Keep your feet on the ground
and your heart at home
But Icarus went
up towards the sun
and the shadow
that he saw there
the shadow he’d dreamt of
the shadow he’d missed
ever since he was young
And as he rose
above the clouds
as his eyes wept
from the brightness of the sun
and his arms faltered
from the weight of his wings
clouded his mind
a voice said
down to him
“Our father had wings, but was afraid to fly”
“Our father had eyes but was afraid of what he might see”
“Our father had a wife, and was afraid she’d be free.”
“Our father had children, but was afraid we’d leave.”
And Icarus looked up at the shadow above him
of whom he’d always dreamt
And Icarus looked down
at their house below them
and at the sky around them
and the world
that stretched out
bigger and bigger
as he rose
higher and higher
He held out his hand
to his sister above him
and she took it
and held it
and never let go
and together they flew
[This is a collection of articles and other media concerning, sometimes obliquely, the compelling Crabbus Man myth of Maldon, Essex. What the truth behind the legend truly is has never been ascertained]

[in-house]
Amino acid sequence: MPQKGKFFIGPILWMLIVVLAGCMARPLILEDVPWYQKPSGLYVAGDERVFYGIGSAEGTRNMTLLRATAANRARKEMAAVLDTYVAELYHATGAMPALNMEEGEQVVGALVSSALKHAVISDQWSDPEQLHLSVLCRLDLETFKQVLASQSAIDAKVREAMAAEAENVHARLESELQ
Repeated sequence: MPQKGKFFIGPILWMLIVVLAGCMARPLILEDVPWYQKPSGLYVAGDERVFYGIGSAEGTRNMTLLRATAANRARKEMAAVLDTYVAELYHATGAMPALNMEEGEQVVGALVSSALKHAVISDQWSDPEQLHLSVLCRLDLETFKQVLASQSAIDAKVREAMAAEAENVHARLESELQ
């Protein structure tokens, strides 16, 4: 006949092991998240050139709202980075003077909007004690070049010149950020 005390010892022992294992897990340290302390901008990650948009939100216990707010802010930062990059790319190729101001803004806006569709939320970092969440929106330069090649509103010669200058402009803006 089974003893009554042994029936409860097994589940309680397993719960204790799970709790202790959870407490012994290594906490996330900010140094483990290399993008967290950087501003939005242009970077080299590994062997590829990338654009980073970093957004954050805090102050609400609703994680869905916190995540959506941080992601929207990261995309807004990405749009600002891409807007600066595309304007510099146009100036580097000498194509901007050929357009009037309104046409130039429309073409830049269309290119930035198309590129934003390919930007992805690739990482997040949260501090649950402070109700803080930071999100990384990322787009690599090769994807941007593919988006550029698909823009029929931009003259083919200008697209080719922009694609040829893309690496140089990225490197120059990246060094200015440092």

The Crabbus Man
‘As any fool know, to walk after dark through Promenade Park is to walk in the shadow of death; for there the Crabbus Man lurks and scuttles, with his clacking claws and twitching eye stalks, ready to leap upon the unwary and clack at them, they whose souls shall know no peace for all their remaining days upon the Earth…’ Or so wrote the Reverend Joseph Arkwright in his diary for the year 1863. Arkwright never saw the creature himself, though his borderline obsessive documentation of the Crabbus Man, including many incidents of its manifestations as sundry simulacra throughout Maldon (be it a cloud that ‘rather resembled a crab’s claw’ or a shadow upon a grass verge that ‘seemed to scuttle most unwholesomely’) has become the go-to source for Crabbus lore.